Oceanside Is Keeping Beaches, Parks, Golf Courses Open - Voice of San Diego

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Oceanside Is Keeping Beaches, Parks, Golf Courses Open

Most North County cities have closed their beaches and parks, but Oceanside appears to be a holdout. Some residents are worried that people will flock to beaches there so long as they’re open, potentially spreading the coronavirus.

The Oceanside pier / Image via Shutterstock

North County’s coastal cities, including Carlsbad, Del Mar and Encinitas, have closed city beaches, recreational parks and golf courses. But in the northern corner of the county, Oceanside appears to be the holdout: Its beaches, parks and golf courses remain open.

On Monday, Gov. Gavin Newsom ordered immediate closures of state public park and beach parking lots to promote social distancing and limit the spread of coronavirus. Oceanside officials closed beach parking lots and city playgrounds on Monday.

Terry Gorman Brown, a spokeswoman from the Oceanside city manager’s office, wrote Wednesday that Oceanside is following the lead of state beaches: hard closures of lots and soft closures of beaches.

“Many people are following social distancing orders, but that can be difficult to maintain when there are large numbers of people at the beach taking a walk,” Brown wrote in an email Monday. “People may still visit the beach, but need to maintain their distance from others.”

Brown wrote that the city has patrols monitoring its beaches for lack of adherence to the physical distancing rules, lifeguards are also doing announcements and that “E-signs” are in place.

She said that could change.

In a press release Monday afternoon, the city said it would revisit whether to keep golf courses open if new guidance was issued by the state or county regarding outdoor recreation areas.

Some Oceanside residents said they are concerned that people will still congregate at the city’s parks and beaches particularly because they’re the only ones open in North County. Others are fine with city beaches staying open as long as people aren’t congregating in groups.

Heidi Dorsey, a mom of four teenagers, is originally from Carlsbad, but has lived in Oceanside for 10 years. Dorsey said she’s concerned Oceanside hasn’t followed Carlsbad’s decision to close its beaches, parks and hiking trails.

Carlsbad was the first city in North County to close its beaches on Monday.

“Due to the number of people continuing to gather at city parks, trails and beaches, the city of Carlsbad announced it will temporarily close these public areas starting March 23 to help slow the spread of the virus that causes the COVID-19 disease,” the city wrote in a release.

Dorsey said she said she’s disappointed in Oceanside’s decision to keep beaches open and feels officials are not doing their job or taking responsibility for what’s going on. She said she’s especially worried about teenagers, like her two nephews, who hang out around the beaches in downtown Oceanside congregating and potentially spreading the virus to others.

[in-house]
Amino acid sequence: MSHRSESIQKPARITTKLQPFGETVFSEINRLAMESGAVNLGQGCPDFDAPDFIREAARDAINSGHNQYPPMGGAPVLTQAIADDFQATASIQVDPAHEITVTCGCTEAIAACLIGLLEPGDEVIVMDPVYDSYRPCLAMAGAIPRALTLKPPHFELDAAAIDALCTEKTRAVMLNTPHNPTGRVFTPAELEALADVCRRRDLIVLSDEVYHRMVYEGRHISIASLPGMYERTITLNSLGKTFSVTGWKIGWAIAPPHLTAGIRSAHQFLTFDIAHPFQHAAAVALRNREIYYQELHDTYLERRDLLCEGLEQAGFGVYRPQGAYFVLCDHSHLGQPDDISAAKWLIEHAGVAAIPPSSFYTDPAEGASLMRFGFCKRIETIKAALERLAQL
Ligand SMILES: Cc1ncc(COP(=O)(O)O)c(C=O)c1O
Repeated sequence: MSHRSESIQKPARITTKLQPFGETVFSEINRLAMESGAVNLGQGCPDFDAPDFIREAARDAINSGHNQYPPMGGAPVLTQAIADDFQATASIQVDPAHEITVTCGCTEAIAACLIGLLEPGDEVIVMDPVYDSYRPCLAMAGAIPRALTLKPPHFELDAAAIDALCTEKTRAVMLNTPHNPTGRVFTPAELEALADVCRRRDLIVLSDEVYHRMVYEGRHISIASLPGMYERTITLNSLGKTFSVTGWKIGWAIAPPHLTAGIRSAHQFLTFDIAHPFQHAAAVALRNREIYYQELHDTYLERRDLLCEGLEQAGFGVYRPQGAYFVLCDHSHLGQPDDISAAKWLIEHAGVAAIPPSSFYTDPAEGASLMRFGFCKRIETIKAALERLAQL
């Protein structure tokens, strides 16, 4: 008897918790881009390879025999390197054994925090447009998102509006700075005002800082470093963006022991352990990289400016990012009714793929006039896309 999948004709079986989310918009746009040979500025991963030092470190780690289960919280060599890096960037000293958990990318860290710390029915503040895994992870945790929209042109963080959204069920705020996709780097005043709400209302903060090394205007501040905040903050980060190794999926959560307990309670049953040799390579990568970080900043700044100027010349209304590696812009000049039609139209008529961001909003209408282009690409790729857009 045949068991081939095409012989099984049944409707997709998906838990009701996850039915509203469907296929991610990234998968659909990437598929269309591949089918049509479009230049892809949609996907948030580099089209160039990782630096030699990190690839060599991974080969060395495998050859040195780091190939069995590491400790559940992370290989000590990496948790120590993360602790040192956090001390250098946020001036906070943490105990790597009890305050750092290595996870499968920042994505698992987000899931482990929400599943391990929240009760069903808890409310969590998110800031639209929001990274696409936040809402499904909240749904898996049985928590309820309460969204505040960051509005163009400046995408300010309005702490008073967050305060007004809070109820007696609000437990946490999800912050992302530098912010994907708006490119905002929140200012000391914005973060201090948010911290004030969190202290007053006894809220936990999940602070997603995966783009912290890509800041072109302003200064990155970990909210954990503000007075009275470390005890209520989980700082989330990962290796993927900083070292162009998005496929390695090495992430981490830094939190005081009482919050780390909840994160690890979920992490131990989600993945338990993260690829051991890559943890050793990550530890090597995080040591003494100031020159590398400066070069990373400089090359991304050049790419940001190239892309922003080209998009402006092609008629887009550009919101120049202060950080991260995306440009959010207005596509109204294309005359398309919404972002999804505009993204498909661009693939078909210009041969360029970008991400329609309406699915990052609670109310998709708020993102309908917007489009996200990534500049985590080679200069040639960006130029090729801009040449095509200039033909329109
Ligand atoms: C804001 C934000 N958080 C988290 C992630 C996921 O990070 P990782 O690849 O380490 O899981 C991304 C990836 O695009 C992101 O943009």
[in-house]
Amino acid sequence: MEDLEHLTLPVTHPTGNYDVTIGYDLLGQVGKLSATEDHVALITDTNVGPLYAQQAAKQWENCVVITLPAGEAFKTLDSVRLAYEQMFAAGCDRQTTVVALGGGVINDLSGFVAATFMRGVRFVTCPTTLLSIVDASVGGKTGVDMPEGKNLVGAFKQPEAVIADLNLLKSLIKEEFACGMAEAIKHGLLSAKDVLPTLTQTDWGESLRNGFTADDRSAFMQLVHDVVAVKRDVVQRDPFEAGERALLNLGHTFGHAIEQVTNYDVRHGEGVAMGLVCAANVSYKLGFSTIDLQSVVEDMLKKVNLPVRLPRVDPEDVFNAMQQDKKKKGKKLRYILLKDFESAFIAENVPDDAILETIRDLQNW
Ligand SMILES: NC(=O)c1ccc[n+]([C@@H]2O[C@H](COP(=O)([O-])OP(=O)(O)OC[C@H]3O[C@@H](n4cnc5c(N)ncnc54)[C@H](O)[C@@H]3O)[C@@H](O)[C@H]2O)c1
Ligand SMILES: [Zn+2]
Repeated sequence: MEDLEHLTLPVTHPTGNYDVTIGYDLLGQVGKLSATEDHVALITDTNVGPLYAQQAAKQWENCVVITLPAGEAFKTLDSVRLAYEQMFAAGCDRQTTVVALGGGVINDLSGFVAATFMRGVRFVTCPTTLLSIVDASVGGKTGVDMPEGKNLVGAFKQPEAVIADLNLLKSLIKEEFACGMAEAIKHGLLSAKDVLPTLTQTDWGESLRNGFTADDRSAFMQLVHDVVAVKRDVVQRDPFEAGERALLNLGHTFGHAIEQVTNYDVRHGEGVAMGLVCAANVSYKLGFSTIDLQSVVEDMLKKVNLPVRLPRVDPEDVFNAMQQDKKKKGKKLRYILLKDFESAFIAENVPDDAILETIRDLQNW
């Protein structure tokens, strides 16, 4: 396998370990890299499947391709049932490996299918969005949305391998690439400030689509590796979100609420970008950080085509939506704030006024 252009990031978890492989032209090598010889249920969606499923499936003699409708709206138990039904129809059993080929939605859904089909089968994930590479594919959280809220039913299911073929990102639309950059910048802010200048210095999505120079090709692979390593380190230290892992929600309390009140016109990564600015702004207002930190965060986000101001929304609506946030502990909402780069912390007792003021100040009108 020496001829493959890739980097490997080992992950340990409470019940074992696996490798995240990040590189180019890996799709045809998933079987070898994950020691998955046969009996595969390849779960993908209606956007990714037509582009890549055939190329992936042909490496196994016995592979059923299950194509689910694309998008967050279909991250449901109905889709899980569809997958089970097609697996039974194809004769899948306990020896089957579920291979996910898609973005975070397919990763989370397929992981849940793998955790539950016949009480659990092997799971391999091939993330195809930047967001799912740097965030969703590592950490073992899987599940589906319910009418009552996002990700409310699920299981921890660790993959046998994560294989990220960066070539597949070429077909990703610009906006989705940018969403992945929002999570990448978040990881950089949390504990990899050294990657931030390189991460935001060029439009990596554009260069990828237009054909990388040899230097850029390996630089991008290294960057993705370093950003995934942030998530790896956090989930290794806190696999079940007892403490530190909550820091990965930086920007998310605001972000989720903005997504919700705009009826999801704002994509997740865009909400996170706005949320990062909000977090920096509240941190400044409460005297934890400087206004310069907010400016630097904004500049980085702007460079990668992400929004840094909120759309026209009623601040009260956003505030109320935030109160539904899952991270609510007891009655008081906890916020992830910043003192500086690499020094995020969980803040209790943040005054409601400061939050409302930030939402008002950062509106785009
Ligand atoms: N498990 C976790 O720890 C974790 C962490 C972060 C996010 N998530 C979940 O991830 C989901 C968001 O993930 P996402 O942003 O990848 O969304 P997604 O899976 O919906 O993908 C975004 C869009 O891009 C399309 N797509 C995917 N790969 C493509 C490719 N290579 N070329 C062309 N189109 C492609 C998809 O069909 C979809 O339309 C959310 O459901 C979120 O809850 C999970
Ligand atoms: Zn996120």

“If beaches aren’t closed then whoever’s hanging out there is spreading it elsewhere at grocery stores and everywhere else,” she said. “Everyone else is closing beaches and parks and we need to follow suit.”

Lisa Skyles, an Oceanside resident, said she’s not really concerned about the beaches being open for surfing or people walking and keeping a distance.

“I’m more concerned about people gathering. I do, though, think that we’d get through this a lot faster if people stayed home as much as possible,” she said.

The Oceanside Police Department was ordered to keep an eye on large groups of 10 or more people gathering and is taking an adviser approach with the soft closures, said Tom Bussey, a spokesman for the department.

“We do drive by beaches and parks. We’ll tell people not to gather in groups. Life’s tough enough as it is without going out and writing people a bunch of tickets,” Bussey said. He said there aren’t many groups congregating in Oceanside now.

On Monday, Wilma Wooten, the county’s public health officer, said the county amended its order on outdoor closures to allow individual cities and municipalities to close city parks and beaches if they cannot enforce order after crowds filled those outdoor spaces.

“Government entities shall enforce social distancing requirements at all beaches and parks; if a government entity is unable to enforce social distancing at a beach or park, it shall be closed to the public,” the amended order reads.

In response to the county’s directive, Oceanside city manager Deanna Lorsen wrote that officials will be monitoring the situation and will take further action if needed. Lorsen said the city placed three portable message boards on its beaches and smaller signs advising the public to maintain social distancing.

Oceanside Councilwoman Esther Sanchez urged residents to comply with the signs in a Facebook message Wednesday: “Signage has been placed on our beaches – beaches subject to closure should 6 foot social distancing directives continue to be violated. Please comply!”

Encinitas Mayor Catherine Blakespear wrote in an email Wednesday that Encinitas’ decision to close its beaches was bigger than the city itself.

“Carlsbad, Del Mar, Solana Beach and the city of San Diego have also closed their beaches. So if ours were the only beaches remaining open during this pandemic, you can imagine the overcrowding that would create,” Blakespear wrote.

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